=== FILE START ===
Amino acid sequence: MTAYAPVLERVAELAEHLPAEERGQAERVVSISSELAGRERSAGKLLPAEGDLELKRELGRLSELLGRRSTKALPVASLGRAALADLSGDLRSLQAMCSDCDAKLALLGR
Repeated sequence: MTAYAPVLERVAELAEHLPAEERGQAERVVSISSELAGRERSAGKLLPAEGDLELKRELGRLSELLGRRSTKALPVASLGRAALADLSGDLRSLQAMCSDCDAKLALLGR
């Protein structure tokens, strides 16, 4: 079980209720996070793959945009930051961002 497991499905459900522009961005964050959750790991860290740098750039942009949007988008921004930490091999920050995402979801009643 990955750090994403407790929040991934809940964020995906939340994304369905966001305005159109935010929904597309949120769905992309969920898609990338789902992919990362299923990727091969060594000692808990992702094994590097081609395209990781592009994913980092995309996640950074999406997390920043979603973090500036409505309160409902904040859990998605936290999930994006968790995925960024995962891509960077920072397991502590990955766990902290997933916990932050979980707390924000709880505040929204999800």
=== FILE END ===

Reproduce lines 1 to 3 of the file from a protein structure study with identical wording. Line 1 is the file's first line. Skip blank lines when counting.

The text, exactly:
Amino acid sequence: MTAYAPVLERVAELAEHLPAEERGQAERVVSISSELAGRERSAGKLLPAEGDLELKRELGRLSELLGRRSTKALPVASLGRAALADLSGDLRSLQAMCSDCDAKLALLGR
Repeated sequence: MTAYAPVLERVAELAEHLPAEERGQAERVVSISSELAGRERSAGKLLPAEGDLELKRELGRLSELLGRRSTKALPVASLGRAALADLSGDLRSLQAMCSDCDAKLALLGR
């Protein structure tokens, strides 16, 4: 079980209720996070793959945009930051961002 497991499905459900522009961005964050959750790991860290740098750039942009949007988008921004930490091999920050995402979801009643 990955750090994403407790929040991934809940964020995906939340994304369905966001305005159109935010929904597309949120769905992309969920898609990338789902992919990362299923990727091969060594000692808990992702094994590097081609395209990781592009994913980092995309996640950074999406997390920043979603973090500036409505309160409902904040859990998605936290999930994006968790995925960024995962891509960077920072397991502590990955766990902290997933916990932050979980707390924000709880505040929204999800």